Ricky Tomlinson: Guilty My Arse

He promises that next year he’ll bring his comedy show to the Fringe, but right now Ricky Tomlinson has serious matters to discuss. In a riveting one-off appearance at Assembly Rooms on the final Saturday of the festival, the 76-year-old Royle Family star spoke to a packed house about his more than 40-year struggle to find out why he was sentenced to two years in prison on what he outlines as trumped-up charges following a 1972 construction workers’ strike.

A stirring performance of his own real-life drama, speaking without notes but with passion and clarity.

Tomlinson, who has lived in Liverpool almost all his life, was a young married father of three working as a plasterer in North Wales in the early 1970s. As part of `the health and safety gang’, Tomlinson says he grew appalled at the injury and fatality rates among his fellow laborers, who suffered a death-a-day statistic equivalent to coal miners. To try to get working conditions improved and salaries raised, Tomlinson became active in his union and in leftwing politics, serving as a union steward at the time of `the one and only’ national builders’ strike.

Weeks after what he says was a peaceful strike action, where no arrests were made or cautions given, he was approached, he says, by two police detectives asking him to be a `prosecution witness’ against a group of strikers. He refused, he says, and months later was arrested along with other strikers and charged with `conspiracy to intimidate’.

The trial lasted 55 days, he recalls, with 200 witnesses (80 were policemen) taking to the witness stand to claim that Tomlinson and his co-defendants roughed up cops and incited violence among strikers. Tomlinson and one other union member came to be known as the Shrewsbury Two, as they were the only ones who maintained their innocence and refused to take a plea deal.

In detail that often made Tomlinson’s voice crack with emotion, he rewinds to the 31-day hunger strike he underwent in his early days in prison. His hair and beard grew to waist length and his clothes were taken away in solitary confinement. He was moved to 14 different prisons, he recalls, and says he `went on the blanket’, refusing to cooperate with `the screws’. Conditions inside were appalling, he remembers. `Who else is being treated like this?’ he asks the Assembly Rooms audience. `We’re after a change to let people see what goes on in British prisons to this day’.

Tomlinson says he spent his prison time reading books such as Robert Tressell’s 1914 political novel The Ragged Trousered Philanthropists. He emerged to find he was blacklisted from the building trade, but he was a well-read socialist and trade union champion, a position he still defends. `Will there come a time when it will be a criminal offense to be a member of a trade union?’ he asks the audience, who respond with a loud roar of support.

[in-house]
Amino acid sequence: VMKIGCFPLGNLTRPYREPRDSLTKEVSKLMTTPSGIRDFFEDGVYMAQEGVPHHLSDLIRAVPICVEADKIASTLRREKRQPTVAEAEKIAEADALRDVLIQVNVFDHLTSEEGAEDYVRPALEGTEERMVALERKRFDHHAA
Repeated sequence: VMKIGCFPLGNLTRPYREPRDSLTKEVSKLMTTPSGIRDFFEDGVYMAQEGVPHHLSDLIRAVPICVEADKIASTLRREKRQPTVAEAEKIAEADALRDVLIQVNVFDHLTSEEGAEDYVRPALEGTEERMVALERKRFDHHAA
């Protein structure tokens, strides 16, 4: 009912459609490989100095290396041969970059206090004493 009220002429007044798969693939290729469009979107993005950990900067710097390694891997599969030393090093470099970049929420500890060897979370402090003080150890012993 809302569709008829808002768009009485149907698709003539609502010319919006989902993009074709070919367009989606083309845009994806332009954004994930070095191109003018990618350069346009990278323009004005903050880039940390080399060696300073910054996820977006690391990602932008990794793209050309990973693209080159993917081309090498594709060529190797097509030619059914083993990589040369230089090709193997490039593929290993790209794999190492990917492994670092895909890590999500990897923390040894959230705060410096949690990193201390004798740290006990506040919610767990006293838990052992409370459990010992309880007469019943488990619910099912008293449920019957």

Tomlinson’s case documents were locked away for 30 years `for reasons of national security’, he says. But when he filed a Freedom of Information request to see them after that deadline passed, it was refused. And continues to be. Tomlinson hired his own researcher, who he says has found evidence that he and the other defendants were railroaded on falsified evidence. `I was a political prisoner’, he says.

Being a convicted felon meant Tomlinson for many years couldn’t get a visa to travel outside the UK. (He now has one.) But he still hasn’t seen the full record of his case, with three commissioners assigned to review the papers as recently as 2013 perpetually delaying their release. `Labor governments and Conservatives are equally bad’, says Tomlinson. He also excoriates media titan Rupert Murdoch, Glenn Mulcaire and others involved in the News International phone-tapping scandal. `I wouldn’t give them the time of day. Not worth a carrot’.

Toward the end of his hour of passionate talk about his ongoing battles with authorities, Tomlinson seems almost apologetic. There have been no amusing anecdotes about his acting career, no tidbits about Brookside, Cracker or The Royle Family. But he has given a stirring performance of his own real-life drama, speaking without notes but with passion and clarity. `I don’t tell lies’, he says again and again.

And when he comes back next year with lighter stuff, he says, `I’ll be tellin’ you the truth about bloody Cilla Black’.

Reviews by Elaine Liner

The Assembly Rooms

Ricky Tomlinson: Guilty My Arse

★★★★★
Pleasance Courtyard

Backstage in Biscuit Land

★★★★
theSpace @ Surgeons Hall

Plain English

★★
Zoo Southside

The Ted Bundy Project

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The Blurb

Hear from the horse’s mouth how Ricky and his building work mates were stitched up by the establishment, charged with conspiracy and sentenced to three years imprisonment, and then how he got into the acting game. The trial in 1973 lasted 55 days and in today’s money cost around £10 million. Why won’t the government release the papers after 42 years? Why does Kenneth Clarke MP not want the files reviewed until 2021? What was McAlpine's part in bringing the charges? Come and hear the truth in a no holds barred conversation with Ricky Tomlinson.

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